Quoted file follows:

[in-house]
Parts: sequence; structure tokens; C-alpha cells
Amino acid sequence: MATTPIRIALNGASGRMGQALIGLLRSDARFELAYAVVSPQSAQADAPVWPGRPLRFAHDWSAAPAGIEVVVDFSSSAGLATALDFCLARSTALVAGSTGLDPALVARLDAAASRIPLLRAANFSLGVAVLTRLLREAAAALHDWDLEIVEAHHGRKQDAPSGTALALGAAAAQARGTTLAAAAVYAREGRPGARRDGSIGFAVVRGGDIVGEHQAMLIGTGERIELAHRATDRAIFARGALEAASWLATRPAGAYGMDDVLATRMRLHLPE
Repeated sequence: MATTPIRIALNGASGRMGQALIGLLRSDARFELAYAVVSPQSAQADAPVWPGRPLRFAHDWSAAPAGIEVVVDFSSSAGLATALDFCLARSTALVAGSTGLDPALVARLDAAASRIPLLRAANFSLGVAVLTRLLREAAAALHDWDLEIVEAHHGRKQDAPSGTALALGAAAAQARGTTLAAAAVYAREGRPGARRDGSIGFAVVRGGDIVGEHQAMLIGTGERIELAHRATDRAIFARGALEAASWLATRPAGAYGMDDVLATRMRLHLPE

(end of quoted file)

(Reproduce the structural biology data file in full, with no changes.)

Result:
[in-house]
Parts: sequence; structure tokens; C-alpha cells
Amino acid sequence: MATTPIRIALNGASGRMGQALIGLLRSDARFELAYAVVSPQSAQADAPVWPGRPLRFAHDWSAAPAGIEVVVDFSSSAGLATALDFCLARSTALVAGSTGLDPALVARLDAAASRIPLLRAANFSLGVAVLTRLLREAAAALHDWDLEIVEAHHGRKQDAPSGTALALGAAAAQARGTTLAAAAVYAREGRPGARRDGSIGFAVVRGGDIVGEHQAMLIGTGERIELAHRATDRAIFARGALEAASWLATRPAGAYGMDDVLATRMRLHLPE
Repeated sequence: MATTPIRIALNGASGRMGQALIGLLRSDARFELAYAVVSPQSAQADAPVWPGRPLRFAHDWSAAPAGIEVVVDFSSSAGLATALDFCLARSTALVAGSTGLDPALVARLDAAASRIPLLRAANFSLGVAVLTRLLREAAAALHDWDLEIVEAHHGRKQDAPSGTALALGAAAAQARGTTLAAAAVYAREGRPGARRDGSIGFAVVRGGDIVGEHQAMLIGTGERIELAHRATDRAIFARGALEAASWLATRPAGAYGMDDVLATRMRLHLPE